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In Search of the "Bank Lending Channel": Causality Analysis for the Transmission Mechanism of U.S. Monetary Policy

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  • Bessler, David A.
  • Leatham, David J.
  • Yang, Juan

Abstract

The bank lending channel states that changes in monetary policy cause changes in bank loans thus causing changes in real income. This implies the Federal Reserve can influence real income by controlling the level of intermediated loans. We apply a new method to test for an operative bank lending channel in the transmission mechanism of monetary policy. Combining an error correction model with directed acyclic graphs, we explore the existence of a bank lending channel and the effectiveness of U.S. monetary policy since 1960. This paper shows when an operative bank lending channel existed, explains its impact, and evaluates other channels of monetary policy.

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File URL: http://purl.umn.edu/19558
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Bibliographic Info

Paper provided by American Agricultural Economics Association (New Name 2008: Agricultural and Applied Economics Association) in its series 2005 Annual meeting, July 24-27, Providence, RI with number 19558.

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Date of creation: 2005
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Handle: RePEc:ags:aaea05:19558

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Keywords: Financial Economics;

References

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  1. Luigi Guiso & Paola Sapienza & Luigi Zingales, 2002. "Does Local Financial Development Matter?," NBER Working Papers 8923, National Bureau of Economic Research, Inc.
  2. Swanson, N.R. & Granger, C.W.J., 1994. "Impulse Response Functions Based on Causal Approach to Residual Orthogonalization in Vector Autoregressions," Papers 9-94-1, Pennsylvania State - Department of Economics.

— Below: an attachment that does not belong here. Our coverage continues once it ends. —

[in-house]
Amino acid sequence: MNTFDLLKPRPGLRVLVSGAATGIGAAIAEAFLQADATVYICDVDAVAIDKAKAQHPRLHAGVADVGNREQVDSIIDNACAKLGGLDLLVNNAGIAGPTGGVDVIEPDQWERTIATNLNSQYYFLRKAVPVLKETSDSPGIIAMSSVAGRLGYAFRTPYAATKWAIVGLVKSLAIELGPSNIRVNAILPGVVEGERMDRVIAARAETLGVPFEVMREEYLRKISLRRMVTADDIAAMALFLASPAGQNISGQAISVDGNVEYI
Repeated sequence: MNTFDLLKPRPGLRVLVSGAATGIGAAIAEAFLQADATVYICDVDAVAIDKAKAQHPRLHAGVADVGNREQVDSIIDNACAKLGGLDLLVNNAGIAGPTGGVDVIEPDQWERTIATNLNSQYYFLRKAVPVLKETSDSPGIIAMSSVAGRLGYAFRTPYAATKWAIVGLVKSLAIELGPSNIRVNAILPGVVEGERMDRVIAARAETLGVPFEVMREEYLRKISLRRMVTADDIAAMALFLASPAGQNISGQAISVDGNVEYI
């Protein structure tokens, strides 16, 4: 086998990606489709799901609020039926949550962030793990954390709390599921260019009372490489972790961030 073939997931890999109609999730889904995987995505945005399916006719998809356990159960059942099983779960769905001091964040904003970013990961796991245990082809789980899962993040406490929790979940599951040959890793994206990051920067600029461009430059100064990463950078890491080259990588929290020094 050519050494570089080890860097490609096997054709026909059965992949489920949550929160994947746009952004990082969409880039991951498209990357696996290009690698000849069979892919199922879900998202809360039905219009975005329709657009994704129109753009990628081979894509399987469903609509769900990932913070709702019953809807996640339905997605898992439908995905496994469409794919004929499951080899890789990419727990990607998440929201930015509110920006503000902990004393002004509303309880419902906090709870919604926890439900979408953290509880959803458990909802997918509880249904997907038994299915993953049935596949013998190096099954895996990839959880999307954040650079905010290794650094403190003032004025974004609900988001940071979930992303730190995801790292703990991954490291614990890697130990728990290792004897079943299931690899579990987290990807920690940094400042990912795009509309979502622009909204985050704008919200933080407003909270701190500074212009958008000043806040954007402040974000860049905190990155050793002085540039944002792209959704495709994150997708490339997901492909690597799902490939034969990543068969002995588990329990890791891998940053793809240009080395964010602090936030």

3. Ireland, Peter N, 2000. "Interest Rates, Inflation, and Federal Reserve Policy since 1980," Journal of Money, Credit and Banking, Blackwell Publishing, vol. 32(3), pages 417-34, August.
  4. Stephen J. Perez, 1998. "Causal ordering and 'The bank lending channel'," Journal of Applied Econometrics, John Wiley & Sons, Ltd., vol. 13(6), pages 613-626.
  5. Hoover, Kevin D., 2005. "Automatic Inference Of The Contemporaneous Causal Order Of A System Of Equations," Econometric Theory, Cambridge University Press, vol. 21(01), pages 69-77, February.
  6. Stacey Tevlin & Karl Whelan, 2000. "Explaining the investment boom of the 1990s," Finance and Economics Discussion Series 2000-11, Board of Governors of the Federal Reserve System (U.S.).
  7. Carlo A. Favero, . "Macroeconomic stability and the preferences of the Fed. A formal analysis, 1961-98," Working Papers 200, IGIER (Innocenzo Gasparini Institute for Economic Research), Bocconi University.
  8. Gertler, Mark & Gilchrist, Simon, 1994. "Monetary Policy, Business Cycles, and the Behavior of Small Manufacturing Firms," The Quarterly Journal of Economics, MIT Press, vol. 109(2), pages 309-40, May.
  9. Stephen G. Cecchetti, 1995. "Distinguishing theories of the monetary transmission mechanism," Proceedings, Federal Reserve Bank of St. Louis, issue May, pages 83-97.
  10. Bessler, David A. & Yang, Jian, 2003. "The structure of interdependence in international stock markets," Journal of International Money and Finance, Elsevier, vol. 22(2), pages 261-287, April.
  11. Titus O. Awokuse & David A. Bessler, 2003. "Vector Autoregressions, Policy Analysis, and Directed Acyclic Graphs: An Application to the U.S. Economy," Journal of Applied Economics, Universidad del CEMA, vol. 0, pages 1-24, May.
  12. Hicks, J. R., 1969. "A Theory of Economic History," OUP Catalogue, Oxford University Press, number 9780198811633, October.
  13. David A. Bessler & Seongpyo Lee, 2002. "Money and prices: U.S. Data 1869-1914 (A study with directed graphs)," Empirical Economics, Springer, vol. 27(3), pages 427-446.
  14. Joe Peek & Eric S. Rosengren & Geoffrey M. B. Tootell, 2000. "Identifying the macroeconomic effect of loan supply shocks," Working Papers 00-2, Federal Reserve Bank of Boston.
  15. Wang, Zijun & Bessler, David A., 2005. "A Monte Carlo Study On The Selection Of Cointegrating Rank Using Information Criteria," Econometric Theory, Cambridge University Press, vol. 21(03), pages 593-620, June.
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